The interim period between their debut and their catapult to fame was defined by a social media blackout that fueled rumors of a potential split of the band. Following this, neon signs began appearing in a variety of different locations, each one displaying a song title from the album. Their placement was meant to reflect the meaning of the songs. Signs popped up in a variety of places such as New York, London and Los Angeles. Whether it was outside a grocery store, an emergency room or even in a church, all of the places were reflected and referenced within the respective tracks. With the help of photographer David Drake, photos of these signs came to be promotional icons for the aesthetic of the album.

It has now become tradition for The 1975 to open all of their albums with a version of the eponymous track, “The 1975.” With the second installment of this now-tradition for the band’s albums, I like it when you sleep’s version is more dependent on choir vocals and heavy synth. Nonetheless, its meaning as a track still remained a masqueraded tale of oral sex, “Go down / Soft sound / Step into your skin? / I’d rather jump in your bones / Taking up your mouth, so you breathe through your nose.”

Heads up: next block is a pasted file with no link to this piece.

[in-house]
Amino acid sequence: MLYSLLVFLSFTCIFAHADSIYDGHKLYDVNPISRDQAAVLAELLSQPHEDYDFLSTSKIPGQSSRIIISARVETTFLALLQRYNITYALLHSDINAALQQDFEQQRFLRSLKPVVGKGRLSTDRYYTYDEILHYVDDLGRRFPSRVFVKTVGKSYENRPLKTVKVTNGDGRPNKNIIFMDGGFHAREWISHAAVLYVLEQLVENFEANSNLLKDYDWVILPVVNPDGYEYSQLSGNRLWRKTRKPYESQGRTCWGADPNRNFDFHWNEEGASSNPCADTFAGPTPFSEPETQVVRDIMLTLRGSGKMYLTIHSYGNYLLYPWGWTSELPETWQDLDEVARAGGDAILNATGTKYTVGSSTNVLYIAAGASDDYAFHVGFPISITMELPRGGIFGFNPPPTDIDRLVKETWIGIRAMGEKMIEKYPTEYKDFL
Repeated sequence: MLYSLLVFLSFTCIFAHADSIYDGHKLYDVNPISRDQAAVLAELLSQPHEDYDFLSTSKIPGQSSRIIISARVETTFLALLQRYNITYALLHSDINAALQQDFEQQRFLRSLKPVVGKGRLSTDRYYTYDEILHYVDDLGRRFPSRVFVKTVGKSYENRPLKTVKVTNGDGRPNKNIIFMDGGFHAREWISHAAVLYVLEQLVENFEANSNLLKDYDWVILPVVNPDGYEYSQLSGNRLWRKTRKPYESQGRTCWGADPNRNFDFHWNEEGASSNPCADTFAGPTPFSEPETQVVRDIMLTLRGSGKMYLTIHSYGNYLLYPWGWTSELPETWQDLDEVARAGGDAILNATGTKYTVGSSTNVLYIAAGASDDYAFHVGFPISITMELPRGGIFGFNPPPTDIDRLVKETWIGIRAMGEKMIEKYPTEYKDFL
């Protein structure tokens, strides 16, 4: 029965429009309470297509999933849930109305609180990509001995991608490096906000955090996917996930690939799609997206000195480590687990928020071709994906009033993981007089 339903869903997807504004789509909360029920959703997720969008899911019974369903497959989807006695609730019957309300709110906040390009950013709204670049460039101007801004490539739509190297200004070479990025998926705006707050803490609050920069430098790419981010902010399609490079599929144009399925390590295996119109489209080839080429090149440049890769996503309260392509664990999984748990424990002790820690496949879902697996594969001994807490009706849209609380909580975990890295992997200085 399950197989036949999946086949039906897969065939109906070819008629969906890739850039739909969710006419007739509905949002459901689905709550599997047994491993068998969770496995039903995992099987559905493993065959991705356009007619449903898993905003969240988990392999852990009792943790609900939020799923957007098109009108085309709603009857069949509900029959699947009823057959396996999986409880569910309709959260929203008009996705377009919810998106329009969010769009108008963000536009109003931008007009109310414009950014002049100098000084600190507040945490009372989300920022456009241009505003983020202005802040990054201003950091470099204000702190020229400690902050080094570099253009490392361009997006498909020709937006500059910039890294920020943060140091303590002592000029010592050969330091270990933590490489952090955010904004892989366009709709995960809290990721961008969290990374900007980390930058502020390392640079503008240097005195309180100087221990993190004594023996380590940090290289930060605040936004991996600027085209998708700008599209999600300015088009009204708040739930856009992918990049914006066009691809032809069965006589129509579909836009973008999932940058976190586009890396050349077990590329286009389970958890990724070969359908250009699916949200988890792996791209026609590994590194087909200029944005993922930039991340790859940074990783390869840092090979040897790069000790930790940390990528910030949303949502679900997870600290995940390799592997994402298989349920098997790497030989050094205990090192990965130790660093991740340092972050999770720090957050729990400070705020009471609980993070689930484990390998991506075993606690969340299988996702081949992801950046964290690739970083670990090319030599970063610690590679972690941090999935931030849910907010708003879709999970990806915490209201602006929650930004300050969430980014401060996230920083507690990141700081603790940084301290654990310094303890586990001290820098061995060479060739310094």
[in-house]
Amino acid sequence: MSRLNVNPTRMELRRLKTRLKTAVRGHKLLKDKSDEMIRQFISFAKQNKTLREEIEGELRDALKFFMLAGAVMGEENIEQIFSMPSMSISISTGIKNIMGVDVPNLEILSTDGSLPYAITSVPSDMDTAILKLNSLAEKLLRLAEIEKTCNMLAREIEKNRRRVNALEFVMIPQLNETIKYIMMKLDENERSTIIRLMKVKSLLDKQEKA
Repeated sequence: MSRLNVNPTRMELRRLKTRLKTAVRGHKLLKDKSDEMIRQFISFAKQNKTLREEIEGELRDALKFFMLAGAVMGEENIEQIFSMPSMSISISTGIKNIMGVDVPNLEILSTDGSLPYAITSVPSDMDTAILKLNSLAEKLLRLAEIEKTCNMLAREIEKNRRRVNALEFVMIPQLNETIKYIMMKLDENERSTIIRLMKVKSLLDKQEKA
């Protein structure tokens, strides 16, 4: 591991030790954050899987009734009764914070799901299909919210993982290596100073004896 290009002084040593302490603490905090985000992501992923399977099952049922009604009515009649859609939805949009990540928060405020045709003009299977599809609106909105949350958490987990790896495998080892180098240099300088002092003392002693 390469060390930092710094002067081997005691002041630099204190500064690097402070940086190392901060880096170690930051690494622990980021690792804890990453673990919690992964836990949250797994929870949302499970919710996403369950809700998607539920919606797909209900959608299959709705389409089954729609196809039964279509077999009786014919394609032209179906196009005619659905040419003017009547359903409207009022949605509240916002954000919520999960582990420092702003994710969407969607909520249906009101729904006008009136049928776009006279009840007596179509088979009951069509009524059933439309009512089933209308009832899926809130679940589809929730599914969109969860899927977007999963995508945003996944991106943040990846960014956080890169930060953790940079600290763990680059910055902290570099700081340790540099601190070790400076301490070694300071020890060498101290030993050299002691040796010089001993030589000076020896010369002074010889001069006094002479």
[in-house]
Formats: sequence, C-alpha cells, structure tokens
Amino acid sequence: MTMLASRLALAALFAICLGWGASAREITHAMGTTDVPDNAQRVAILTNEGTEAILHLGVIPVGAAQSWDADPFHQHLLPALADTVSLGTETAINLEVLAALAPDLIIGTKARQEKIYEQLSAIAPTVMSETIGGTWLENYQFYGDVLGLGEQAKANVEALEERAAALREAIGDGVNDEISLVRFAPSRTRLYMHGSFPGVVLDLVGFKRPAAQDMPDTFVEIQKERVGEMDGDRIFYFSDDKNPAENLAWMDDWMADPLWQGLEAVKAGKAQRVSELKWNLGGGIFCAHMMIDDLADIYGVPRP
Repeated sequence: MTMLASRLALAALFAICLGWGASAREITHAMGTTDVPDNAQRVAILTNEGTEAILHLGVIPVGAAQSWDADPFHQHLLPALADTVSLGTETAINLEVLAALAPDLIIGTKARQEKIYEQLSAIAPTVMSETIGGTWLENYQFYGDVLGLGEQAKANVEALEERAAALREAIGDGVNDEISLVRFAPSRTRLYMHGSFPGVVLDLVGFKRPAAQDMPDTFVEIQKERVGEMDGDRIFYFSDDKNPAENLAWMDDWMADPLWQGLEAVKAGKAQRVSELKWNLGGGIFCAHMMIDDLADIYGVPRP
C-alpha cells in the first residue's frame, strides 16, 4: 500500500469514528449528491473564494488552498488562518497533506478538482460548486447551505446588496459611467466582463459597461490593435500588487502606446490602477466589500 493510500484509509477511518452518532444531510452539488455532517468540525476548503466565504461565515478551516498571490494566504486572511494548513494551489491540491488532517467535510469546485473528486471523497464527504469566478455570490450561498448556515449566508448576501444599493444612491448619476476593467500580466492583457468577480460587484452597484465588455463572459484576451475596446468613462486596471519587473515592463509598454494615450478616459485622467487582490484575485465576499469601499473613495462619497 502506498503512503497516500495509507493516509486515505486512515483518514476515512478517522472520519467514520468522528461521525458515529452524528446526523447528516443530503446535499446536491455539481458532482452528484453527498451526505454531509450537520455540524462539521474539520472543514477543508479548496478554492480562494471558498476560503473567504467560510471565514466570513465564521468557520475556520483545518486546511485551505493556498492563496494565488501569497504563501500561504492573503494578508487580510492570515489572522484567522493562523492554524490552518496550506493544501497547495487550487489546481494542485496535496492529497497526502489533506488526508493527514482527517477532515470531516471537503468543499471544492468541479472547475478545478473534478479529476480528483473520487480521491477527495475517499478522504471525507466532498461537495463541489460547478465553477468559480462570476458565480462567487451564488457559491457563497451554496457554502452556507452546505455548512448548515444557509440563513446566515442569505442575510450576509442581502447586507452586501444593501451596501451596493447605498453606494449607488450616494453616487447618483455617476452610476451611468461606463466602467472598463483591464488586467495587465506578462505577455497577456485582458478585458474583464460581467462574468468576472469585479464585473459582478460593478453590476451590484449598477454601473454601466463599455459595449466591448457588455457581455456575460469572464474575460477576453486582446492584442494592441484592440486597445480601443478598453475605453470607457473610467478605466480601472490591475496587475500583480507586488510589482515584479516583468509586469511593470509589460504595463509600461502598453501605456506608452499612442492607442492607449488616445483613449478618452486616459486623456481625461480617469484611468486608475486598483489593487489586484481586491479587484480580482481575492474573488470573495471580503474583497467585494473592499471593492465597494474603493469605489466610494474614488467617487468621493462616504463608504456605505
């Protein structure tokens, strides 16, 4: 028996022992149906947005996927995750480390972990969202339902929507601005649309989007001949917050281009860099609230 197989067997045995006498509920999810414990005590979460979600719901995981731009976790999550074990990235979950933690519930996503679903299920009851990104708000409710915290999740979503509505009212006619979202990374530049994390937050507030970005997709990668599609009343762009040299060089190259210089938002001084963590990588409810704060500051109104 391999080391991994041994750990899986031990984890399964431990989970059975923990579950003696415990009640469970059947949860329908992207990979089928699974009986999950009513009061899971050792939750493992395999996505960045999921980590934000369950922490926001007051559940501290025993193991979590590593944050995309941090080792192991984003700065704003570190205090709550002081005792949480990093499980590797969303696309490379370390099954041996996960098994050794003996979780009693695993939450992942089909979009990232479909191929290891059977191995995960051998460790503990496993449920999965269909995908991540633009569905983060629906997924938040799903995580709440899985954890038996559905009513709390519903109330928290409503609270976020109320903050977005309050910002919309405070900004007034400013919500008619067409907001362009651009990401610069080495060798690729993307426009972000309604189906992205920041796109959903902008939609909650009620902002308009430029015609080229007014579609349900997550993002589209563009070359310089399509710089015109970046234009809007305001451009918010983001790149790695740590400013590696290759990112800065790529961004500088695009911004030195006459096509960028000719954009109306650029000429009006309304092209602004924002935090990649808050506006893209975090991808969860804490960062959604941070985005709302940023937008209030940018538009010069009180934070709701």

It is just like any band to question the direction that they hope to take musically and lyrically as their careers are being forged. From their first LP to this one, there is a remarkable change in the sound of their music. At first, The 1975 was mostly a guitar-heavy, Brit-pop, emo band. This esoteric style of music is still appreciated by avid fans, but casual listeners only began to flock once their sound did a 180 and morphed into the synth-pop, production-heavy, I like it when you sleep. Even with a great change in style, band members and friends George Daniel, Ross MacDonald, Adam Hann and Matty Healy have stayed the course.